The post as number eight was about Sainsbury’s Cooking Chorizo, Having used cooking chorizo from Tesco, Marks and Spencers and Sainsbury, I much prefer using the chorizo from Tesco or Marks and Spencers.
The number seven post was from ten years ago, Pasta in Tomato Sauce. A recipe for a very quick and easy dish with a lovely piquant tomato sauce.
Second most popular blog, having been top for two years was Sirloin for Beef Wellington? This was a response to the high ranking of another post about using sirloin steak in a Beef Wellington rather than fillet steak due to the way people were (at the time) searching Google.
In at number one is Chilli Squid from Wagamama, climbing one place. This popular post was one of the many on the blog about squid, however it is now quite old being from 2011 and the visit was the same one that I had the ribs.
So popularity appears to be dependent on older posts being found via Google searches. Hopefully 2018 will see more posts and more people seeing those posts.
If you live in Bristol you’ve probably heard of Chilli Daddy and you may have even eaten there. They have relatively recently taken on a stall in the St Nicholas Market and as that is a regular haunt of mine for lunch, I have been thinking about eating there for a while. When they first arrived in St Nicks I did find the menu somewhat confusing, since then they have appeared to simplify it.
On my most recent visit to St Nick’s the staff from Chilli Daddy were offering free samples of fried spicy chicken, pepper chicken and mini spring rolls. All very nice and tasty. Though what I didn’t see was where they were on the menu!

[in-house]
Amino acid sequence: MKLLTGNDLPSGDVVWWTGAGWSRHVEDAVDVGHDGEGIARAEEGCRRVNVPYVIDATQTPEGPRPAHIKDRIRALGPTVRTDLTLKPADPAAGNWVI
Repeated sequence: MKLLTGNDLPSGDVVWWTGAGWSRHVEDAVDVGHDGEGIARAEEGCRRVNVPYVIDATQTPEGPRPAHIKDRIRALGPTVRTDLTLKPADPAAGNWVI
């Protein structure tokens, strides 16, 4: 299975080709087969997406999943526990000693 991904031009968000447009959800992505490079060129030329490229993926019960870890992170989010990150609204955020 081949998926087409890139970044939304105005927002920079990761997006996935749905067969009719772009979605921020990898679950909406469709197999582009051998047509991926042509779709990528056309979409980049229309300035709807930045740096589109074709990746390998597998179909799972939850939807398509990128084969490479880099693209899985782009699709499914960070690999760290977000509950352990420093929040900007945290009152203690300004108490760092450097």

Looking over the menu, I decided that noodles would be a messy affair so went with a rice dish, the Paojiao Chicken Rice Box.
So the dish didn’t look like the picture, well it was a square box.
The dish was mainly rice with ground chicken with some vegetables and some peanuts. The pajiao was Sichuan pickled chili pepper. This was a very interesting dish and I did find it both tasty and spicy. Even though I went for the level 2 spiciness it was still quite a hot spicy dish, I don’t really want to imagine how hot a level 5 dish would be.
I do like Thai food, one of my favourite places to eat in Oxford was Sai’s Thai in the covered market. As I have never actually been to Thailand I couldn’t say whether what they cooked was authentic, or typical of the cuisine. What I can say, is I really liked their food and what they served. I have tried quite a few times to recreate the experience at home, sometimes with an element of success and sometimes it was just okay.
For this recipe I took some chicken thighs and cut them into strips, I prefer using chicken thighs over chicken breast, as the flavour is much better and it cooks better in a stir fry, staying moist and tender, whilst breast can dry out.
The chicken is mixed with soy sauce and I used some rice flour (one of the family is on a wheat-free diet). I mixed the chicken until it was all evenly coated.
This was then cooked in a some sunflower oil in my trusty wok. The chicken is stir fried until just cooked and removed from the wok. What happens next depends very much what is in the house and in the fridge.